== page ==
Red lines and “complex moral duality”: TOK and ethics of witnessing

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“Civilians Attacked by Chemical Weapons!” Few headlines spark as much outrage. If a TOK class engages students in the questions of knowledge connected with this kind of horrendous event, it can help them feel the importance of the intellectual tools that the course provides for probing into – and reacting to – such events. A reflective piece in the current edition […]

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“Who’s an Indian now?”: concept, definition, and significant ruling

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A unanimous ruling by the Supreme Court of Canada on April 14 gives us a dramatic example to take to a Theory of Knowledge class: Métis and non-status aboriginal people in Canada are now defined as “Indians” by the federal government. The people who now fit into this category are celebrating. The implications are significant for the rights they can now claim, the programs and […]

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Big lies, clever cons, and TOK ways of knowing, Part 2: What does storytelling do to knowledge?

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Stories have power. In the scams of con artists, they have the power to “get you emotionally transported enough that you stop asking questions, or at least the questions that matter.” So warns Maria Konnikova, whose recently published book The Confidence Game prompted my post last week, and this week. At the same time, however, […]

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“Knowledge-Based Trust” (KBT): Google aims to give us the facts.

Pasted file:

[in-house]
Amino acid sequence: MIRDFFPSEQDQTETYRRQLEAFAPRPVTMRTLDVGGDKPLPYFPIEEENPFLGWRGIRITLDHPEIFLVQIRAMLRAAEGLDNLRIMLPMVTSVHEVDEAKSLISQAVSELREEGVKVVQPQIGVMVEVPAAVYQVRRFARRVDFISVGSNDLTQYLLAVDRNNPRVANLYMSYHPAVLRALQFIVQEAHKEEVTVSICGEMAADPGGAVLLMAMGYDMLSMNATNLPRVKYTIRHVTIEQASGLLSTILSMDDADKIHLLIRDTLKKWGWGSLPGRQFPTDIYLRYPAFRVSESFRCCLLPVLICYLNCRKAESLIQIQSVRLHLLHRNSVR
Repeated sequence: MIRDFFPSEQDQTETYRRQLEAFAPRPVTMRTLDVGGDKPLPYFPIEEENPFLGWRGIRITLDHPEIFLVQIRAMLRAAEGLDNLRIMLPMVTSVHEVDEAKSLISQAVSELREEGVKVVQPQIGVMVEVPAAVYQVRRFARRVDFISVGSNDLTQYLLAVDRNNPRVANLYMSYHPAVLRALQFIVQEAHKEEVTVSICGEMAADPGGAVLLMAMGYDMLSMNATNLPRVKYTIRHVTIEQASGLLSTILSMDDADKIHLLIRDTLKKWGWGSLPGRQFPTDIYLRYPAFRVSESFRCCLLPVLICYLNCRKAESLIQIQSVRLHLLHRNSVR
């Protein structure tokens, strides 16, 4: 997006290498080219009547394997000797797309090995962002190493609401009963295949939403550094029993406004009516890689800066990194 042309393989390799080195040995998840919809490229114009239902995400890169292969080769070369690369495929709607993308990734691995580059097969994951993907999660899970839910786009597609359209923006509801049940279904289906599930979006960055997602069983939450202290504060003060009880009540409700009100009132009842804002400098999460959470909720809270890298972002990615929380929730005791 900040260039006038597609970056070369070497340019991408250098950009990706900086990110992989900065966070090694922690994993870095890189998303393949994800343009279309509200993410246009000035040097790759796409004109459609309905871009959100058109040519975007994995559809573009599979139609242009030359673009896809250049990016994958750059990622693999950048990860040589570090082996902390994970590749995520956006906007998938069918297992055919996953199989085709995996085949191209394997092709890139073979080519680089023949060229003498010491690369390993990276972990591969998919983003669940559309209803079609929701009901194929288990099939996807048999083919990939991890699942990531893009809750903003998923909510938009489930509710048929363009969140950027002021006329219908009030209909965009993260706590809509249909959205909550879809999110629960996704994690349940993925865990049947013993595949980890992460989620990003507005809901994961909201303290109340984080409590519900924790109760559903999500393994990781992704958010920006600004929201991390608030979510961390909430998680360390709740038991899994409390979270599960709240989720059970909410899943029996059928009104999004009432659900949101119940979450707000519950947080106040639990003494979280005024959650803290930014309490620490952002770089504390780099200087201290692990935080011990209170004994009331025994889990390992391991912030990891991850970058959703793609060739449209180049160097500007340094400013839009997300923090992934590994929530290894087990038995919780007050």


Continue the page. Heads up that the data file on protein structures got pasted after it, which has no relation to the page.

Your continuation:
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(Originally posted on Activating TOK ) Who needs critical thinking when we have Google? A team of computer scientists working for Google has proposed an improvement on what comes up when we enter our terms in its search window. They suggest a method of calculating a “trustworthiness score” for webpages based on their factual content: “We call […]

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Germany’s Pegida: “groping in the dark of logic”

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(Re-posted from Activating TOK ) “As a default, we humans are notoriously irrational,” writes Adam Fletcher . “Many of us suffer from something called dysrationalia which is being unable to think and behave rationally despite having adequate intelligence. Dysrationalia explains why otherwise smart people might believe in horoscopes, Yeti, the Easter Bunny, the Tooth Fairy, or Xenu, the ruler of the […]

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More ideas about Europe

Widening perspectives across borders Whether you’re teaching five year-olds or fifty-five year-olds, you could use this interactive map  to talk about collaborative working across the nations of Europe. European Researchers’ Night takes place all over Europe (and beyond) every year on the last Friday in September. This year, science events are happening on Friday 26 September in around 300 cities located in 24 European […]

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